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Ping He

He, Ping
Ping He
Borlaug Center 175


Vice Chancellor’s Award in Excellence for Research, Texas A&M University, 2018
National Science Foundation Career Award, 2013
American Society of Plant Biologists Early Career Award, 2008


Postdoc – Molecular Biology; Harvard Medical School, USA; 2008
Ph.D. – Plant Pathology; Kansas State University; USA; 2003
M.S. – Genetics; Chinese Academy of Sciences, China; 1998
B.S – Plant Genetics & Breeding; China Agricultural University, China; 1993

Research Emphasis

Lacking specialized immune cells and adaptive immunity, plants have developed the sophisticated innate immune system to defend pathogen attacks. Our primary research interest is to elucidate the activation and signaling mechanisms of host immunity upon pathogen infections with an integrated genetic, biochemical and cellular approach using Arabidopsis as a tractable model system. Plant immunity is inextricably linked with plant development and environmental stresses. We are also interested in understanding the signaling crosstalk that orchestrates plant responses to different extrinsic and intrinsic signals. Ultimately, knowledge gained from studying model plants will be applied to improve crop plants for resistance against different biotic and abiotic stresses.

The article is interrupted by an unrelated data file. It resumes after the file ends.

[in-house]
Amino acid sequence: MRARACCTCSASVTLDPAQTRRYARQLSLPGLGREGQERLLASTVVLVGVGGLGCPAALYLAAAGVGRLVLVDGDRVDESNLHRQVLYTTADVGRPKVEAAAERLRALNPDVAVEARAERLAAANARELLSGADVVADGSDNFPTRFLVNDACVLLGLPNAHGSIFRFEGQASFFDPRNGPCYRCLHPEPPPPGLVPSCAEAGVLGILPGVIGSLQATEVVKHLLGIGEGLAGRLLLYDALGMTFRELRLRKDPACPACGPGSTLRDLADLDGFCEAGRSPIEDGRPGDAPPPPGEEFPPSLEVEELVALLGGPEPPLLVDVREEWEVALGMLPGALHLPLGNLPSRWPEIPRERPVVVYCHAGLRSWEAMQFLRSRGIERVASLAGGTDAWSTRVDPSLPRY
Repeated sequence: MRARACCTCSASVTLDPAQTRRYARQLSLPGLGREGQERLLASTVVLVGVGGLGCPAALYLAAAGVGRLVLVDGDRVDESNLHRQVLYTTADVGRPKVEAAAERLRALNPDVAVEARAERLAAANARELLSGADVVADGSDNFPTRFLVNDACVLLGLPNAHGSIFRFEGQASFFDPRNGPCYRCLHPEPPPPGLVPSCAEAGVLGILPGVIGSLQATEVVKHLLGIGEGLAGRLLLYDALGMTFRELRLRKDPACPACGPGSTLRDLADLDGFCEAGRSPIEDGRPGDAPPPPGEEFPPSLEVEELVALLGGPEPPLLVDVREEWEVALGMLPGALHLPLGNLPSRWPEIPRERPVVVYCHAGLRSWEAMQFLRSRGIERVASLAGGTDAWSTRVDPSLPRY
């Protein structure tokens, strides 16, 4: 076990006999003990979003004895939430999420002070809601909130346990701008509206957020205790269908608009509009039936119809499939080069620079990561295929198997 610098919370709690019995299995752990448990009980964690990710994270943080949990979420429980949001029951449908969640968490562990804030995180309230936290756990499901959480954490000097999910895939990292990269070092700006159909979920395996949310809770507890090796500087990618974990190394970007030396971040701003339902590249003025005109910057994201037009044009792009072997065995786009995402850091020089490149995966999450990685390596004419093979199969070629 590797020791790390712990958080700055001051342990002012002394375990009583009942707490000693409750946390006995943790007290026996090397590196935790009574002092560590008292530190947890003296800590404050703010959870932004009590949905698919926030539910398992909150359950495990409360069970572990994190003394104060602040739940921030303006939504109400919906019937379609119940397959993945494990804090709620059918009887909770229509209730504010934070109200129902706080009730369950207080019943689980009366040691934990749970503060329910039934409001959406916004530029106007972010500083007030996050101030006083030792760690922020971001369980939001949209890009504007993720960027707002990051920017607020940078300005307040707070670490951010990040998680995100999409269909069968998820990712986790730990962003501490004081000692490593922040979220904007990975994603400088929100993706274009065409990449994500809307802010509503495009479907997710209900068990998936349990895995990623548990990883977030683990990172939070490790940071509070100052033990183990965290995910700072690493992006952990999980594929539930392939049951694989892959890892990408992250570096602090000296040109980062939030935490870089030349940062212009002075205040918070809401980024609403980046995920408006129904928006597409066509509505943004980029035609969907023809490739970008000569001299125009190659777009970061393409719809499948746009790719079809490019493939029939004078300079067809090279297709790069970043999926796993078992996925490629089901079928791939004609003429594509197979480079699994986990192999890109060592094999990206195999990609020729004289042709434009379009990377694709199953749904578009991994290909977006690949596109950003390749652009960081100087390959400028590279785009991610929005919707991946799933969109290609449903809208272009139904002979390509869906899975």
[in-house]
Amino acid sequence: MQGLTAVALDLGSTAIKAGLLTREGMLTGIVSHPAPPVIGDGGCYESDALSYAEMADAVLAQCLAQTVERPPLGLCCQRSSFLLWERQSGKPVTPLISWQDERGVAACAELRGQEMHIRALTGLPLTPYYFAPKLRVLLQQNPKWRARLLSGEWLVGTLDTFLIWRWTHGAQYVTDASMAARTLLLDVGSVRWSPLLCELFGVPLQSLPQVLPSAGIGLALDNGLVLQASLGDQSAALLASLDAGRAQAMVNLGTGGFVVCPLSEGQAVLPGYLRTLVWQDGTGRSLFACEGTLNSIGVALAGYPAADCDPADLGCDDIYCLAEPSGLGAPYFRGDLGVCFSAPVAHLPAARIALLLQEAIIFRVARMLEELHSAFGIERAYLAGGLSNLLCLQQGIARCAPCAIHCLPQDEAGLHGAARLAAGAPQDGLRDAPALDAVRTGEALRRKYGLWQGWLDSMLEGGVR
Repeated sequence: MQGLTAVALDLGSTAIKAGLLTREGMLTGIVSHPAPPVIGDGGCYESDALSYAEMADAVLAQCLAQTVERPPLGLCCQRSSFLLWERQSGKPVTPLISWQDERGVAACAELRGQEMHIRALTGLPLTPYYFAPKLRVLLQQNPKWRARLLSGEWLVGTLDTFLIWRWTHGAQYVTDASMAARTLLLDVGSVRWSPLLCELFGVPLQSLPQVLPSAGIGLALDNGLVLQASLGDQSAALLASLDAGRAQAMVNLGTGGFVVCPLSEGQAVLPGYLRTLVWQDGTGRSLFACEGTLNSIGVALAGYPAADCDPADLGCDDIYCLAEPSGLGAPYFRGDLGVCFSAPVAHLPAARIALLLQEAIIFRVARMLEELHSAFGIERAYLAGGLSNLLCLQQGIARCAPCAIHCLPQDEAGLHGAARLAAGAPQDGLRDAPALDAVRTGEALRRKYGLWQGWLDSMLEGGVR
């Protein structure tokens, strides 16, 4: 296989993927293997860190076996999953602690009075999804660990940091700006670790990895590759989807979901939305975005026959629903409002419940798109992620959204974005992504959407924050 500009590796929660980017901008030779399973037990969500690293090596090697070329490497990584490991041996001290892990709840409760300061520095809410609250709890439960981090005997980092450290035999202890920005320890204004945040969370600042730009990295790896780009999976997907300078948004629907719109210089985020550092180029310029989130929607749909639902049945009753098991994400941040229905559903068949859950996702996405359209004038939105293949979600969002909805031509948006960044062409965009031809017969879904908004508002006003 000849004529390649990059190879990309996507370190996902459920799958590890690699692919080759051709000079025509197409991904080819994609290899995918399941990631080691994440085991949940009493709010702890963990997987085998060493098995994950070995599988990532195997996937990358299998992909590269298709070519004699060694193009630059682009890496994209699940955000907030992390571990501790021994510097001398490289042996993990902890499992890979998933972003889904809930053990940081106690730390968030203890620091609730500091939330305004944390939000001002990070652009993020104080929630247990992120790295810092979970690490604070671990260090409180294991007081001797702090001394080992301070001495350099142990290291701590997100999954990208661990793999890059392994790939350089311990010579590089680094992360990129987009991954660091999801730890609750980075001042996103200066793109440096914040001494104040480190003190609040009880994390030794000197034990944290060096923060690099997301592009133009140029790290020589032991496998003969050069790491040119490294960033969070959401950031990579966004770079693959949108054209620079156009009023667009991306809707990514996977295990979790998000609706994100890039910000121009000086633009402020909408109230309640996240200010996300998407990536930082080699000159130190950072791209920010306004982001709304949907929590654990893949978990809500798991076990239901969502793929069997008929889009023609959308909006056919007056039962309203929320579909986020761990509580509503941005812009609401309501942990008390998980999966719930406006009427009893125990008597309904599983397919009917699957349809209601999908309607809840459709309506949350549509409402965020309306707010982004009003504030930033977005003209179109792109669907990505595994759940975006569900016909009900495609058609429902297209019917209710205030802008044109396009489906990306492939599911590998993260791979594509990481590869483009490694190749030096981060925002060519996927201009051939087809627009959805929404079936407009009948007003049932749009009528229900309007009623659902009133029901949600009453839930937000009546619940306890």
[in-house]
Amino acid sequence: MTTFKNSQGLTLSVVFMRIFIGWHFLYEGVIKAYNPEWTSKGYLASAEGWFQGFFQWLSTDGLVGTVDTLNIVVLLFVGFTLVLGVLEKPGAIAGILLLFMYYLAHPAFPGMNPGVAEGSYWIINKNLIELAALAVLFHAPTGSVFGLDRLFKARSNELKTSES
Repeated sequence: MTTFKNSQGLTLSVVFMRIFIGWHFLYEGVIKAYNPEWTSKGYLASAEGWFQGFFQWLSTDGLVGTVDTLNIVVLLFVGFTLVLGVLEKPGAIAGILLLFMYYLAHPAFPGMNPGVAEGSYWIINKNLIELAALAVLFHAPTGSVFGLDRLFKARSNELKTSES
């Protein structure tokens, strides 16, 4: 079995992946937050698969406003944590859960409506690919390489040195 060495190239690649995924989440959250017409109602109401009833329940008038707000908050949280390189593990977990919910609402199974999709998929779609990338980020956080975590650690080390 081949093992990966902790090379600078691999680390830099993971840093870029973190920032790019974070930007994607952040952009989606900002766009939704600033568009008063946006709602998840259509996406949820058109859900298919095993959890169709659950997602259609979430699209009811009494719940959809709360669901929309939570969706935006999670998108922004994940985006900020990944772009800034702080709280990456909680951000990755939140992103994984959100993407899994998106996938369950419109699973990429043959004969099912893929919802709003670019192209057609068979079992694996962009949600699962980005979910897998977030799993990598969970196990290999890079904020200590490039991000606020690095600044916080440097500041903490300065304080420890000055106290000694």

Plants have evolved two tiers of immune receptors to detect infections: cell surface-resident pattern recognition receptors (PRRs) sensing microbial signatures and intracellular nucleotide-binding domain leucine-rich repeat (NLR) proteins recognizing pathogen effectors. We have carried out a series of sensitive and high-throughput genetic screens with Arabidopsis luciferase reporter lines for components governing differential and overlapping responses triggered upon PRR or NLR activation. From these screens, we have uncovered an unconventional phosphorylation cascade on RNA polymerase II in orchestrating immune gene transcription and demonstrated an essential function of protein poly(ADP-ribosylation) posttranslational modification in plant PRR-mediated immunity. We also revealed that malectin-like domain receptor-like kinases function as a molecular link between PRR and NLR protein complexes in regulating two-tiered plant immune system.

Defects or over-activation of immune receptors have been linked to detrimental effects often leading to cell death. However, the mechanisms underlying cell death control are poorly understood. The classical suppressor screen is not feasible for many essential genes due to the lethality of mutants. We have developed an innovative RNAi-based screen for suppressors of cell death caused by mutations in key immune regulators. This unbiased and highly efficient screen is based on an easy experimental procedure of Agrobacterium-mediated virus-induced gene silencing (VIGS) and a collection of indexed Arabidopsis knockout lines. With this approach, we have identified the components in the protein glycosylation pathway and endoplasmic reticulum (ER) quality control in the regulation of cell death by the shared PRR coreceptor BAK1.